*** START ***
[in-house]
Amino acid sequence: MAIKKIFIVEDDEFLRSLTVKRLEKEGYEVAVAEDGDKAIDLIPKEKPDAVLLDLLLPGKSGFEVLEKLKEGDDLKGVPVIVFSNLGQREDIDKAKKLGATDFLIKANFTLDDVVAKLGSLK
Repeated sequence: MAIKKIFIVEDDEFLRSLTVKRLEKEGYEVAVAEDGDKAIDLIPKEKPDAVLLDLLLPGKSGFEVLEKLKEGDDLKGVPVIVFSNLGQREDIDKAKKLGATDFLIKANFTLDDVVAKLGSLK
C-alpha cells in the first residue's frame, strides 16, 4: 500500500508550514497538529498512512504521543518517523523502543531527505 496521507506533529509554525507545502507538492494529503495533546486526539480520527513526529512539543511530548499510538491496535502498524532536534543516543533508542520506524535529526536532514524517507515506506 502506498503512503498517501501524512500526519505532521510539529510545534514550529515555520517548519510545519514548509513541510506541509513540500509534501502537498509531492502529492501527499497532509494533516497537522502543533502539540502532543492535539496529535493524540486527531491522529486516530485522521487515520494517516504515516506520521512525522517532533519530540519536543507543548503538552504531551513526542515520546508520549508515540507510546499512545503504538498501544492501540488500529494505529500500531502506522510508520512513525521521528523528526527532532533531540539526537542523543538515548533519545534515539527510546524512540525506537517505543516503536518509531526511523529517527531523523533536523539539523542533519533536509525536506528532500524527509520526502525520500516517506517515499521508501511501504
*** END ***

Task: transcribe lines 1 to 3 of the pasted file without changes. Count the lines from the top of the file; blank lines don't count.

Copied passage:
[in-house]
Amino acid sequence: MAIKKIFIVEDDEFLRSLTVKRLEKEGYEVAVAEDGDKAIDLIPKEKPDAVLLDLLLPGKSGFEVLEKLKEGDDLKGVPVIVFSNLGQREDIDKAKKLGATDFLIKANFTLDDVVAKLGSLK
Repeated sequence: MAIKKIFIVEDDEFLRSLTVKRLEKEGYEVAVAEDGDKAIDLIPKEKPDAVLLDLLLPGKSGFEVLEKLKEGDDLKGVPVIVFSNLGQREDIDKAKKLGATDFLIKANFTLDDVVAKLGSLK